Nevada prison blues

A state commission proposes shifting prisons from rural to urban areas

Siting this medium security facility in Lovelock, which has limited housing, has meant some prison workers have commuted from Reno, 250 miles away.

Siting this medium security facility in Lovelock, which has limited housing, has meant some prison workers have commuted from Reno, 250 miles away.

PHOTO courtesy humboldt Sun

The Spending and Government Efficiency Commission recommendations can be read at

In 1979 after Assemblymember Peggy Cavnar of Clark County had put out one too many news releases attacking her colleagues—something she seemed to do incessantly—they found a way to deal with her: They put a new prison in her legislative district, at Indian Springs. The alarmed residents of her district went crazy, giving her something new to think about. Though she fought the siting, the prison was built.

That kind of prison site selection is common in Nevada. When the state’s new maximum prison was put in Ely, it was economic development—one of three projects authorized by the Nevada Legislature to beef up the town’s economy after the shutdown of the Kennecott copper mining operation in the county. Economic development was also the reason for construction of a prison in Lovelock, which Assemblymember Bernie Anderson said was the only Nevada community that lost population in the 1990 census.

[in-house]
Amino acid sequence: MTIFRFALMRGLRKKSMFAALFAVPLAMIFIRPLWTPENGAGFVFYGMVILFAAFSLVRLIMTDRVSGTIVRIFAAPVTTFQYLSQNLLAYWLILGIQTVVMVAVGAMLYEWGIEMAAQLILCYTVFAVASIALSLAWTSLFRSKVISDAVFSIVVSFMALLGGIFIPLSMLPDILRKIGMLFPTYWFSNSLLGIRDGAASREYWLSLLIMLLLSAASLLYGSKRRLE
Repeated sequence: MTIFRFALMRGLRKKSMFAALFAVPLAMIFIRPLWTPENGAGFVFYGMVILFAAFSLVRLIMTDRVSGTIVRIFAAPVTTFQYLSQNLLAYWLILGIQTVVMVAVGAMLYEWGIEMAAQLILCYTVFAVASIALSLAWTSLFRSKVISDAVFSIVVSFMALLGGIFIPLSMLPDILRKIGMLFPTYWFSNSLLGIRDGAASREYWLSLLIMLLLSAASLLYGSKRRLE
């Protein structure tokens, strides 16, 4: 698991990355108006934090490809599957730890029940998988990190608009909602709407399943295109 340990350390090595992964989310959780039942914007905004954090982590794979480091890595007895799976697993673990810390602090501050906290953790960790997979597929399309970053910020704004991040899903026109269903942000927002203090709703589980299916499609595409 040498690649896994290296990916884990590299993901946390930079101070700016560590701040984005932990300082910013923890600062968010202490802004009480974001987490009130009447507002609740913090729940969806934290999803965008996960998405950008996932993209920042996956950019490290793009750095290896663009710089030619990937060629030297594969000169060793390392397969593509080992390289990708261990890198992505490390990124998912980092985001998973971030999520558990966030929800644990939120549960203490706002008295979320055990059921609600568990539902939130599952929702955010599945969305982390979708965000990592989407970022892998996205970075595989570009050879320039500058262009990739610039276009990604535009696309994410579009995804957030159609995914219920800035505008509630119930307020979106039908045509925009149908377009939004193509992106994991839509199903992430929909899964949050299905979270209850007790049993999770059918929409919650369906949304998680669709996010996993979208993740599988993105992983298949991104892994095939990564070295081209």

Rarely has wise penology been a determining factor in siting a prison.

On Jan. 7, the state Spending and Government Efficiency Commission issued a recommendation that two of those rural prison locations—Ely and Lovelock—be called failures and that the state get rid of the properties in favor of urban locations.

The recommendation reads, “Explore the possibility of an exchange of Ely State Prison and Lovelock Correctional Center to companies that specialize in private corrections in return for construction of similar facilities located within existing large population centers to be determined by the Board of Prison Commissioners.”

In releasing the package of recommendations, of which the prison proposal was a part, commission chair Bruce James, a former GOP candidate for the U.S. Senate, called on state legislators to “set aside their partisan differences to put the public’s interest first.”